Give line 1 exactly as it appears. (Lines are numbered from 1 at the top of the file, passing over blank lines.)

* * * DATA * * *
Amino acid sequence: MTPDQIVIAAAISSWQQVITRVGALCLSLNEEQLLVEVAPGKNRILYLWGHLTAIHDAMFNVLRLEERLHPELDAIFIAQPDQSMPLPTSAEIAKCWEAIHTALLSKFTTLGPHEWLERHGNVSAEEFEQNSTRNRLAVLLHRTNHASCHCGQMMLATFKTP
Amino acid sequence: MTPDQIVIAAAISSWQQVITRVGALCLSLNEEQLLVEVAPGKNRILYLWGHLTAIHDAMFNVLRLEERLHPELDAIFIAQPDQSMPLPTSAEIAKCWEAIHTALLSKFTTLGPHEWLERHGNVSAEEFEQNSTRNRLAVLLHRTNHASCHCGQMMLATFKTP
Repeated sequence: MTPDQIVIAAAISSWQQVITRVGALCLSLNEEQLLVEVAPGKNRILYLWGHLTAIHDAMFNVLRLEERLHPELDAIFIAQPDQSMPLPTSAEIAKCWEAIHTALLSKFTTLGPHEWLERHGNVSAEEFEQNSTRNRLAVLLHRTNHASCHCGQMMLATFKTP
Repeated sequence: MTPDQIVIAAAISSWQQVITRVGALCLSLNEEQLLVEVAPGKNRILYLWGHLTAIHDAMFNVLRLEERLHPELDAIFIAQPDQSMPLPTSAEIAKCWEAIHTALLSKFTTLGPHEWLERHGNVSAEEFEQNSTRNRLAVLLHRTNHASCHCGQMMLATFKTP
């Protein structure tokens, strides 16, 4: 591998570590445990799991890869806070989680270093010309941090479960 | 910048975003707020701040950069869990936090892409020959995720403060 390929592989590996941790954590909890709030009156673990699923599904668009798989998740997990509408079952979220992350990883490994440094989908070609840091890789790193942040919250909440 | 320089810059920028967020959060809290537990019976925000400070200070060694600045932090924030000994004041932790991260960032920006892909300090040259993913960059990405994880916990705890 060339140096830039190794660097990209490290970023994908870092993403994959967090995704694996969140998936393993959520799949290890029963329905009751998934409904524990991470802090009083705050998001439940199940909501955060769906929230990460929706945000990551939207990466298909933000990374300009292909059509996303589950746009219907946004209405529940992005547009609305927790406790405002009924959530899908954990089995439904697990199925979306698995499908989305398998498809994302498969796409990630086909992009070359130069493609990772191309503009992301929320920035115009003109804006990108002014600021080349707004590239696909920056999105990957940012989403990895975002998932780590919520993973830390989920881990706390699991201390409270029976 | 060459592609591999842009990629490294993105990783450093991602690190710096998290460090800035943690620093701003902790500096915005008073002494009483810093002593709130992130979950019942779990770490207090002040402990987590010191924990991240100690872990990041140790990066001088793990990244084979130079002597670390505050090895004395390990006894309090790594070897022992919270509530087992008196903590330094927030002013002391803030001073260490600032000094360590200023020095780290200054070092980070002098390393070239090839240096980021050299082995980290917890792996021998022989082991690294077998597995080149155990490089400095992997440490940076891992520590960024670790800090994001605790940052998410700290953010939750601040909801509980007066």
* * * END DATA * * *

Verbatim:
Amino acid sequence: MTPDQIVIAAAISSWQQVITRVGALCLSLNEEQLLVEVAPGKNRILYLWGHLTAIHDAMFNVLRLEERLHPELDAIFIAQPDQSMPLPTSAEIAKCWEAIHTALLSKFTTLGPHEWLERHGNVSAEEFEQNSTRNRLAVLLHRTNHASCHCGQMMLATFKTP